Sulfate Resistance of Mortars Containing High-Calcium Fly Ashes and Combinations of Highly Reactive Pozzolans and Fly Ash

ABOUT THE INTERNATIONAL CONCRETE ABSTRACTS PORTAL

  • The International Concrete Abstracts Portal is an ACI led collaboration with leading technical organizations from within the international concrete industry and offers the most comprehensive collection of published concrete abstracts.

International Concrete Abstracts Portal

  


Title: Sulfate Resistance of Mortars Containing High-Calcium Fly Ashes and Combinations of Highly Reactive Pozzolans and Fly Ash

Author(s): S. G. Shashiprakash and M. D. A. Thomas

Publication: Special Publication

Volume: 199

Issue:

Appears on pages(s): 221-238

Keywords: ASTM C 1012 test; fly ash; silica fume; su ance; ultra fine fly ash fate resist

Date: 6/1/2001

Abstract:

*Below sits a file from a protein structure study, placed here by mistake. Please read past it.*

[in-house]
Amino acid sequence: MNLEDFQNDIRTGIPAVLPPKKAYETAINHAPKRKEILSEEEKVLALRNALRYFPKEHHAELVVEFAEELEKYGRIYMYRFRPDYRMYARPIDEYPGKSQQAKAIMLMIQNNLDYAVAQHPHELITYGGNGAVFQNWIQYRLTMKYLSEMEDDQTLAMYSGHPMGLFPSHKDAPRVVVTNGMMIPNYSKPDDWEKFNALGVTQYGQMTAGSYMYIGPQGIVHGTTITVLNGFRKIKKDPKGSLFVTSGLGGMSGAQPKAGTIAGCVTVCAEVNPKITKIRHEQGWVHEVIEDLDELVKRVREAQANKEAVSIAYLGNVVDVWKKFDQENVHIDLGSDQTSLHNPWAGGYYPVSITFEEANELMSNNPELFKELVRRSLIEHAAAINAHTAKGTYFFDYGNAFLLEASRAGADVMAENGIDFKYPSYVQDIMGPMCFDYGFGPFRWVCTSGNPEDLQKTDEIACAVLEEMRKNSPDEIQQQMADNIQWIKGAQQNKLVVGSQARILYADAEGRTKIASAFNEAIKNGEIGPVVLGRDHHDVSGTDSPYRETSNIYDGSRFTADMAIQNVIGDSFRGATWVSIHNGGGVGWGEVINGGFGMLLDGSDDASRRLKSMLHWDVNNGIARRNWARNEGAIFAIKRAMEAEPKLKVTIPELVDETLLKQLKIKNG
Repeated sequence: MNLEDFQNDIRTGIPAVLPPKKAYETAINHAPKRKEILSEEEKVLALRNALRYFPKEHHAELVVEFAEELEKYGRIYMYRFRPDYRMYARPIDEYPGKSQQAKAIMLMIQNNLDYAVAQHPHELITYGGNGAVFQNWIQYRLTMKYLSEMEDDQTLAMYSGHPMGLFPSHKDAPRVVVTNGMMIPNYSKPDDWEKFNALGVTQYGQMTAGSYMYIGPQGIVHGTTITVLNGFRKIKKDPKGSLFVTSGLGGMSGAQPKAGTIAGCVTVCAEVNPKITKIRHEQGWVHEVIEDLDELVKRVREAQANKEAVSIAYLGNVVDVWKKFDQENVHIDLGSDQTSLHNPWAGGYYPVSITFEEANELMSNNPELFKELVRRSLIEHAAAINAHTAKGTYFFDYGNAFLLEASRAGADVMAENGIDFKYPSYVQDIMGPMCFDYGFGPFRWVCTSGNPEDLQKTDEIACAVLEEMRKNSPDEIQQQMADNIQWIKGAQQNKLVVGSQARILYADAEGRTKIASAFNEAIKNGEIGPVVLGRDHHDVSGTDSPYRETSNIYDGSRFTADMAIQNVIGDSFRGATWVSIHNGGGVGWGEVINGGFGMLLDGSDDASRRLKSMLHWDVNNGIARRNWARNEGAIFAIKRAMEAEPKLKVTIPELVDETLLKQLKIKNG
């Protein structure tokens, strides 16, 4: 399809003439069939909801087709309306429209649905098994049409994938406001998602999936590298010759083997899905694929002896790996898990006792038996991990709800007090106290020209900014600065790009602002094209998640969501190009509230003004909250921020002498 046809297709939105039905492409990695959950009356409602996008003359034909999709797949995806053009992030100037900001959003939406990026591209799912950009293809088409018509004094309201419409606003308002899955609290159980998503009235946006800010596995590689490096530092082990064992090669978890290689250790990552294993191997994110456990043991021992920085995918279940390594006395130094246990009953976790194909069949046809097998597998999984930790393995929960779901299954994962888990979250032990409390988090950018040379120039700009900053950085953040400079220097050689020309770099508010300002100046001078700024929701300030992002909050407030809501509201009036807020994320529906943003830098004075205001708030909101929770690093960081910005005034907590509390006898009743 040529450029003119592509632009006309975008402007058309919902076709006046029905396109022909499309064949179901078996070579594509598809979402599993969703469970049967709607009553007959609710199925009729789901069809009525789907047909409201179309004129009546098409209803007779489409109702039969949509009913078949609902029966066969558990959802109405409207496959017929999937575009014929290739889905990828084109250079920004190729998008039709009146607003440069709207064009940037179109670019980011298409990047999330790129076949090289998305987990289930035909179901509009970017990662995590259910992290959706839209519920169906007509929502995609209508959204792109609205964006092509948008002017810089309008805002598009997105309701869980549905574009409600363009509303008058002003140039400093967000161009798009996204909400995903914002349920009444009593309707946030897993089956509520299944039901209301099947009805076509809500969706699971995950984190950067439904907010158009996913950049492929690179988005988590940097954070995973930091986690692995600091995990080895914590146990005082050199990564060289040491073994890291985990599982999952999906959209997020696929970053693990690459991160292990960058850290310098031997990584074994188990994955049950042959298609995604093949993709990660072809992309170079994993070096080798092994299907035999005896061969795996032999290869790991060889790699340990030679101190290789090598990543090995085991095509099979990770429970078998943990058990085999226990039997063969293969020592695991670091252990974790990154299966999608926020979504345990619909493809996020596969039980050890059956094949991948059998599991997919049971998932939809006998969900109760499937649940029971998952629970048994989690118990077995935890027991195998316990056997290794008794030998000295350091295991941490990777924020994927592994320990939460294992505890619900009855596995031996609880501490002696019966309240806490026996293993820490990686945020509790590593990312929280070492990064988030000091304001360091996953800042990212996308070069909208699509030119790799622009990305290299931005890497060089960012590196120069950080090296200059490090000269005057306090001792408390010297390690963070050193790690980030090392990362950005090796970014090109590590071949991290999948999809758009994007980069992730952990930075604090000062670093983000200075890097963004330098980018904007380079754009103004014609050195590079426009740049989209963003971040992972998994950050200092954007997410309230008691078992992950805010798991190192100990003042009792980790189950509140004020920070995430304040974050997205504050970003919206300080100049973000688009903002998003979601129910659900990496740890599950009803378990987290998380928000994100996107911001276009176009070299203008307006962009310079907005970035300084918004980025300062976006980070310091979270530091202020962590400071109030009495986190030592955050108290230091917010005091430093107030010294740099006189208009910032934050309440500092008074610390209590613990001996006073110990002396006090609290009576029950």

This paper reports results from ASTM C 1012 (sulfate resistance) tests on combinations of fly ash and silica fume with portland cements of varying C3A content. Tests on different types of fly ashes confirm previous findings regarding the effects of fly ash composition. Low-calcium ashes invariably improve the sulfate resistance of mortars made with high-C3A portland cement and generally meet the criteria for high-sulfate resistance provided a sufficient level of replacement is used (e.g. 2 20 to 25% fly ash by mass of cementitious material). Moderate-calcium ashes were generally less effective, but could still be used to produce blended cements of moderate to high sulfate resistance when combined with a high-C3A cement at replacement levels of 20%. High-calcium (i.e. CaO > 20%) fly ashes showed highly variable performance and in many cases replacement levels of 20% to 40% actually lead to increased expansion when compared with high-C3A cement used on its own. Results for a classified ultra fine fly ash indicate improved performance with relatively low levels of ash (e.g. 8 to 16%) producing a high level of resistance when combined with high-C3A cement. It was found that mortars containing moderate to high levels of high-calcium fly ash could be produced to meet the criteria of high-sulfate resistance by using either portland cements of lower C3A content or ternary cement blends containing relatively low levels of silica fume (e.g. 3 to 6% by mass of total cementitious material). However, in view of the highly variable performance observed for mortars containing high-calcium fly ash, the need to test individual combinations of materials is stressed.